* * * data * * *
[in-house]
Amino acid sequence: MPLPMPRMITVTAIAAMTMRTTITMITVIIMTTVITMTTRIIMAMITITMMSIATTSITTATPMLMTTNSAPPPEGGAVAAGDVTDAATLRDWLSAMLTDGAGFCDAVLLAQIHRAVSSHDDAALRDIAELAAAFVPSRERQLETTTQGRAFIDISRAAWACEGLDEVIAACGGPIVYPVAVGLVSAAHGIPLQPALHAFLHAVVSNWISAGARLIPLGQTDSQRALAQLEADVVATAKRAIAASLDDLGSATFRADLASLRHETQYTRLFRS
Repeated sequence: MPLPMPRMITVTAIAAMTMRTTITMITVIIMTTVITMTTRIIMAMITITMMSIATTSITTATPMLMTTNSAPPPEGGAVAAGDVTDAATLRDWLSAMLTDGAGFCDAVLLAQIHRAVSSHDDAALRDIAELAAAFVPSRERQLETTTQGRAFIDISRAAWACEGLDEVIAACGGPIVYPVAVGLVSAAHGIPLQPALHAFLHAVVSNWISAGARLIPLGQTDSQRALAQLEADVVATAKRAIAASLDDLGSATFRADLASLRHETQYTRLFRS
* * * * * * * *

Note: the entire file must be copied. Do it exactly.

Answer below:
[in-house]
Amino acid sequence: MPLPMPRMITVTAIAAMTMRTTITMITVIIMTTVITMTTRIIMAMITITMMSIATTSITTATPMLMTTNSAPPPEGGAVAAGDVTDAATLRDWLSAMLTDGAGFCDAVLLAQIHRAVSSHDDAALRDIAELAAAFVPSRERQLETTTQGRAFIDISRAAWACEGLDEVIAACGGPIVYPVAVGLVSAAHGIPLQPALHAFLHAVVSNWISAGARLIPLGQTDSQRALAQLEADVVATAKRAIAASLDDLGSATFRADLASLRHETQYTRLFRS
Repeated sequence: MPLPMPRMITVTAIAAMTMRTTITMITVIIMTTVITMTTRIIMAMITITMMSIATTSITTATPMLMTTNSAPPPEGGAVAAGDVTDAATLRDWLSAMLTDGAGFCDAVLLAQIHRAVSSHDDAALRDIAELAAAFVPSRERQLETTTQGRAFIDISRAAWACEGLDEVIAACGGPIVYPVAVGLVSAAHGIPLQPALHAFLHAVVSNWISAGARLIPLGQTDSQRALAQLEADVVATAKRAIAASLDDLGSATFRADLASLRHETQYTRLFRS